Yeast Will be Instrumental In The Next Level of Food Tech

Yeast Will be Instrumental In The Next Level of Food Tech

Earlier this year, Foodable reported on products from companies like Beyond Meat, which is looking to replace animal meat by using a plant-based product for its Beyond Burgers, and Ripple, which is a company offering a milk-like product strictly made out of peas. Those are just a couple of examples of a larger move towards plant-based or alternative protein.

Thanks to the low costs on biotech tools, a handful of startups, mainly concentrated around the Bay Area, are “using a biotech process called fermentation to make animal products,” reports “Fortune.”

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Now Trending: Pickled and Fermented Foods

Now Trending: Pickled and Fermented Foods

By Courtney WalshWest Coast Editor

A staple element of many European, Asian, African and Middle Eastern culinary traditions, pickled and fermented ingredients are just now starting to make their way into a wide range of restaurants nationwide. From accoutrements to integration in cocktail programs, pickling has become all the rage for U.S. chefs and mixologists alike, with many restaurants choosing to initiate house-made pickling programs as well as experimenting with unique vinegars and nontraditional pickling ingredients with which to work with.

Below, we explore restaurants in three major cities that are spearheading this trend.

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Fermentation Trend Spreads to Mogul Brands

NPR recently called fermentation a "hot culinary trend," and this trend has spread to restaurants, grocery stores, and now to brands like Dunkin' Donuts. Food trends will usually trickle down from fine-dining to quick-serve. This seems to be certainly the case with fermented foods.

Jeff Miller, Exec Chef at Dunkin' Donuts, has noticed that there has been much more of a focus on fermentation in culinary education programs, due to the increase of fermented foods on menus across all restaurant segments. Dunkin' Donuts has gotten creative with their donuts. In Korea, DD has served a kimchi doughnut and in Greece, a yogurt-filled doughnut.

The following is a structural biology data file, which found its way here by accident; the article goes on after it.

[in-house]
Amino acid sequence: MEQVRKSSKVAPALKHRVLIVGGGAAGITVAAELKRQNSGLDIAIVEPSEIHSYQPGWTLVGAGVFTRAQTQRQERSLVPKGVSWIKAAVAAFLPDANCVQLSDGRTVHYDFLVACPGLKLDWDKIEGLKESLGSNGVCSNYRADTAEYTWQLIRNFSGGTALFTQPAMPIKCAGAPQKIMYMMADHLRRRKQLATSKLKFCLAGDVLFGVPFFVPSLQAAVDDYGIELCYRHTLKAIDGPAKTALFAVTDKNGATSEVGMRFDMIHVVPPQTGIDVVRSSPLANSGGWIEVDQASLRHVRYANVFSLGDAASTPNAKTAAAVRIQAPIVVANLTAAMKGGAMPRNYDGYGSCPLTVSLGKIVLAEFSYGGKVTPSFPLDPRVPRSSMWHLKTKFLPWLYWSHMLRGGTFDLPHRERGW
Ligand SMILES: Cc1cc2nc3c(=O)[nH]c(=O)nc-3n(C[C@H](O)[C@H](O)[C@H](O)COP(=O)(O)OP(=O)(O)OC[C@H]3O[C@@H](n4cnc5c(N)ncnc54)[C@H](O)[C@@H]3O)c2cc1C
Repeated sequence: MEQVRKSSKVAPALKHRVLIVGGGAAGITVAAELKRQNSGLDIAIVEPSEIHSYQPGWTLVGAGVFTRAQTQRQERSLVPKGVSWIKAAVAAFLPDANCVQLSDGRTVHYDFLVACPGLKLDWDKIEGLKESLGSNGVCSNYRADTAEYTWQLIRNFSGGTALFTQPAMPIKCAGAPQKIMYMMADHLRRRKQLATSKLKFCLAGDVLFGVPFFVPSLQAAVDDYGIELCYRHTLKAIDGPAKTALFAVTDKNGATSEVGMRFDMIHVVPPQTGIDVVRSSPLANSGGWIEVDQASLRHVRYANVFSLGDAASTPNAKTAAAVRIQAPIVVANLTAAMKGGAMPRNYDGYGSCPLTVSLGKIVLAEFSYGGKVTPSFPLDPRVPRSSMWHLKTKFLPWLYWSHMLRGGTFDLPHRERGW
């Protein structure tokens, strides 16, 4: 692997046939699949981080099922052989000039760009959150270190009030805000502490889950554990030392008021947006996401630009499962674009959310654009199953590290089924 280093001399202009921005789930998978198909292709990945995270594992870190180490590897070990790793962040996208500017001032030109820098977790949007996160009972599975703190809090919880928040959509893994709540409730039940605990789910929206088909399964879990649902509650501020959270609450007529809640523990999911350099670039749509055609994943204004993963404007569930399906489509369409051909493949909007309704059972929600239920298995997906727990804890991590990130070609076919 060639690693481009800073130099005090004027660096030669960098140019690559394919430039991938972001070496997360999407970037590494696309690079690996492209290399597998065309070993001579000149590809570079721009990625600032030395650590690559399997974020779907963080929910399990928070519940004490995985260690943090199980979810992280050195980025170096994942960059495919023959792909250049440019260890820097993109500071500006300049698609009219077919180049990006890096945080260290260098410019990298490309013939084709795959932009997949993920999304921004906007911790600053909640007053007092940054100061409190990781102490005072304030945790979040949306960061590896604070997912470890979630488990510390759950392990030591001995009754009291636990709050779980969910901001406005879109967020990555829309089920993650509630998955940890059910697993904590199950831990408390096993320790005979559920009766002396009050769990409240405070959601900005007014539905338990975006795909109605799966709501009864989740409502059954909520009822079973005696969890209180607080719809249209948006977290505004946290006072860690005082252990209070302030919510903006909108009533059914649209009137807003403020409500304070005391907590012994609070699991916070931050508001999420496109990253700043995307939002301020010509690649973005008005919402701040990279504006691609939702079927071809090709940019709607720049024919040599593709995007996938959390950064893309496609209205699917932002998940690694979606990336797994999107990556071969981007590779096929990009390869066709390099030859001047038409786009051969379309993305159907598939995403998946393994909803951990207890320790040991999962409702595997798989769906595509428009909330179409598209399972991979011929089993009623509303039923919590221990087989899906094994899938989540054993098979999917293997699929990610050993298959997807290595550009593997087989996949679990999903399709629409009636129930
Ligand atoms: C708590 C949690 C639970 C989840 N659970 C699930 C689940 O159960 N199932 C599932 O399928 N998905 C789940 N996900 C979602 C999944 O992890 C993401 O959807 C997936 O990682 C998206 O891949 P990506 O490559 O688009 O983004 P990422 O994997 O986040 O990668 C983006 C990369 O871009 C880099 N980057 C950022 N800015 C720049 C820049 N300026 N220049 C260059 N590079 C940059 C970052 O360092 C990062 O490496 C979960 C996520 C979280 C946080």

Does this mean we should expect more ingredients like pickles, yogurt, beer, and cider being added on menus as extra flavor in the quick-serve segment? Read More 

Bubbling up: Fermented Foods on the Menu and in the Grocery Aisle

Bubbling up: Fermented Foods on the Menu and in the Grocery Aisle

By Rick Zambrano, Foodable Industry Expert

Fermented foods are becoming a more appealing option to diners, as they become more exposed to them in restaurants and food retailers are also leveraging the trend. Experts are touting the benefits of eating fermented foods that have gone through lactic-acid fermentation because of their potential probiotic benefits. These types of foods include yogurt, drinkable yogurts, like kefir and skyr, naturally-fermented pickled vegetable and fruit, particularly kimchi, miso, and tempeh. Kimchi has seen a dramatic rise in its popularity and profile to the everyday consumer. Celebrity Korean-American chefs, including Roy Choi (Kogi BBQ Food Truck), David Chang (Momofuku), and Hooni Kim (Danji in Hell’s Kitchen), have pushed Korean cuisine forward. As an integral element of Korean cuisine, Kimchi has nearly 200 hundred varieties and has clearly benefited from this trend. 

Fermented foods find new popularity

Kimchi’s evolution has taken it from the tables of the independent Korean restaurant to casual and upscale Pan-Asian and American concepts, like Revel in Seattle, as well as national chains like Boston-based Legal Sea Foods. Revel features a Pork Belly Pancake, served with kimchi and bean sprout. At Legal Sea Foods, diners can enjoy the Beef Lettuce Wrap, served with kimchi and scallion ginger sauce. Kimchi is a revered topping for the Japanese fusion taco found in many Korean food trucks like Korilla BBQ in New York, which offers four types of kimchi, and has even become a pizza topping.

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Food Trends Millennials (and Top Chefs) are Talking About: Fermented Foods

Food Trends Millennials (and Top Chefs) are Talking About: Fermented Foods

By Carlynn Woolsey, Foodable Contributor

It might seem counterintuitive to even consider serving “rotten” food to customers, but that is basically what chefs everywhere are doing when plating up portions of fermented cabbage, carrots, cucumbers, and radishes ­— and these are only the most basic options available when it comes to fermented foods. Believe it or not though, some of the healthiest, tastiest, and currently, the trendiest foods we can eat are bathed in their own bacteria. 

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